But I did make slight changes to the area in which the last events occurred once I consulted a topographical map of the national forest with a massive magnifying glass. Quite a while had passed since I hiked that spot and I needed the terrain to work with, and not against, my main character.


Also, forest fires which ravaged certain locations in Colorado “in real life” caused minor shifts in settings.

Q: The novel is set in Colorado--how important is setting to you in your writing?


A: When it came time to decide where to set Dogged Pursuit, beautiful Colorado was the natural choice of setting. I lived near Boulder previously and enjoyed the plethora of trails suitable for hiking, jogging, and biking that crisscross the state.


The restorative power of the mountains, wildlife, and scenery there are crucial in Veronica’s journey toward healing. And, as Leda is a talented search and rescue dog, a location where people do get lost in the wilderness fairly frequently was essential to the tale.


Q: The Kirkus Review of the book calls it “A mystery with a nice mix of tenderness, humor, and excitement.” What do you think of that description?


A: I was so pleased that the Kirkus Review focused on the “humor, tenderness, and excitement” aspects of the book. That is the exact dynamic I was hoping to convey, and it felt wonderful that it had been perceived as such.


It was vital to me to convey the power of the love between humans and their dogs, and the ways they make us happy and make us laugh. And a caring and protective relationship between the main character and her father was the linchpin of the book.


Once I resolved to have those relationships threaded throughout the story, it was time to make the adventures of Veronica and Leda as exciting as possible as they searched for a missing scientist in the wilds of Colorado!


Q: What are you working on now?


A: I have just completed the second book in my Veronica Kildare K-9 Mystery Series. It will be released later in 2023.


As Lawyers, Dogs, and Money unfolds, Veronica joins her search and rescue partner, a deputy sheriff for Boulder County, in trying to ascertain the source of threats against Kadri Ilves, a co-worker of Sgt. Donovan’s daughter at a high-end import/export business.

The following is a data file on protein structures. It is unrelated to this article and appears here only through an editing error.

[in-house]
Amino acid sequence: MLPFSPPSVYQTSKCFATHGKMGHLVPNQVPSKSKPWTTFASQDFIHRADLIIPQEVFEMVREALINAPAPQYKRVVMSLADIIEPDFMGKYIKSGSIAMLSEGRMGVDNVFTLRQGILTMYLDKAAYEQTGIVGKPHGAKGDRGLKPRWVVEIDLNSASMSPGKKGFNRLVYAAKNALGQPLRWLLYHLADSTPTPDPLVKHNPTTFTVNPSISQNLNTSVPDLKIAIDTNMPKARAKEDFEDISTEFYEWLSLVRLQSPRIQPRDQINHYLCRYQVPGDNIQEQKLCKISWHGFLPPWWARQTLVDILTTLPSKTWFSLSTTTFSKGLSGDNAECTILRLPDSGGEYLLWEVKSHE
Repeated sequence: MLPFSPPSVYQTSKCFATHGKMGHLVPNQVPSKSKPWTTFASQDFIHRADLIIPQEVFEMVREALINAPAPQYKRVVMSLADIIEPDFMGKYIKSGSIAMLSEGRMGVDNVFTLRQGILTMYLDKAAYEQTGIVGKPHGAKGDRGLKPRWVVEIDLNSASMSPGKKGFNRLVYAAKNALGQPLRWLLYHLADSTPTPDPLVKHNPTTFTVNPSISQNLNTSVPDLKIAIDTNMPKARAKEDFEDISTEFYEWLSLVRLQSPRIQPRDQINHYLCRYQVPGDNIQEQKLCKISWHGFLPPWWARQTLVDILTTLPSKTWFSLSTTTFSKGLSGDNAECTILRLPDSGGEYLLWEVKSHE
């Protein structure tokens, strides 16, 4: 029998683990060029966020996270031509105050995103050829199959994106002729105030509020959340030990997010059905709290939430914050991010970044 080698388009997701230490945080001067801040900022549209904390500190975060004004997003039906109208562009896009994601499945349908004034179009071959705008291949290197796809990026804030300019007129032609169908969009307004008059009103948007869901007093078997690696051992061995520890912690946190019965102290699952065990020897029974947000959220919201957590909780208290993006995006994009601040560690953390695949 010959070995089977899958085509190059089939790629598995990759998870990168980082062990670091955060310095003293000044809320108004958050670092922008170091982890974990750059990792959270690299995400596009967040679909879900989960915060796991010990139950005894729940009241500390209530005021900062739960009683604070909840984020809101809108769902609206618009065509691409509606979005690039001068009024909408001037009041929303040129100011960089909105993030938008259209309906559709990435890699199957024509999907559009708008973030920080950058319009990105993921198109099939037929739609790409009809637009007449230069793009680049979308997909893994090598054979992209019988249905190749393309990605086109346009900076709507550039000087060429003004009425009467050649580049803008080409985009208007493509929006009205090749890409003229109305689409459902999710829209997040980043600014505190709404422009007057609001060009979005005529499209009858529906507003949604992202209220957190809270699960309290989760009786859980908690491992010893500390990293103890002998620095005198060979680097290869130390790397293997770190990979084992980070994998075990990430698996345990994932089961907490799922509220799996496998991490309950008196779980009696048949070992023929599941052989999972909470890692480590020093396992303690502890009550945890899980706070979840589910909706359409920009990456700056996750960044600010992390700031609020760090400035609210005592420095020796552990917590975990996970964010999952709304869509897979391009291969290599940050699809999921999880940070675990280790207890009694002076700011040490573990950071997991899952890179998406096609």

The woman being targeted is a native of Estonia and has a long history of advocating for social justice issues. Veronica's father assists the investigation by researching Kadri's background, including her work to end racial disparity in prison sentencing, and legal claims she has filed relative to disputed lands in Estonia—a cause which may have put her in the crosshairs of the California branch of the Russian mafia.


The book concludes with a stunning showdown involving all the main characters, and a shocking final twist related to the central mystery.


Q: Anything else we should know?


A: Thanks very much for interviewing me about my book. (I have promised my cat-loving friends that a cat will enter the world of Veronica Kildare and that does take place in the next book.) Nearly every dog in the series is based on a real dog owned by me or my friends. I have shamelessly plundered their dogs’ names and touching stories with their permission.


My own Leda was an abuse and neglect case who had been seized by the county dog warden in horrible physical condition. I adopted her for a whopping $19 on the very day she was scheduled for euthanasia and set about restoring her to good health and building her confidence.


Leda grew into a gorgeous, strapping, self-assured girl who repaid my devotion to her by saving me from an attempted middle of the night home invasion just weeks after I moved to a cabin in Boulder, Colorado. There never was a better dog, real or fictional.


--Interview with Deborah Kalb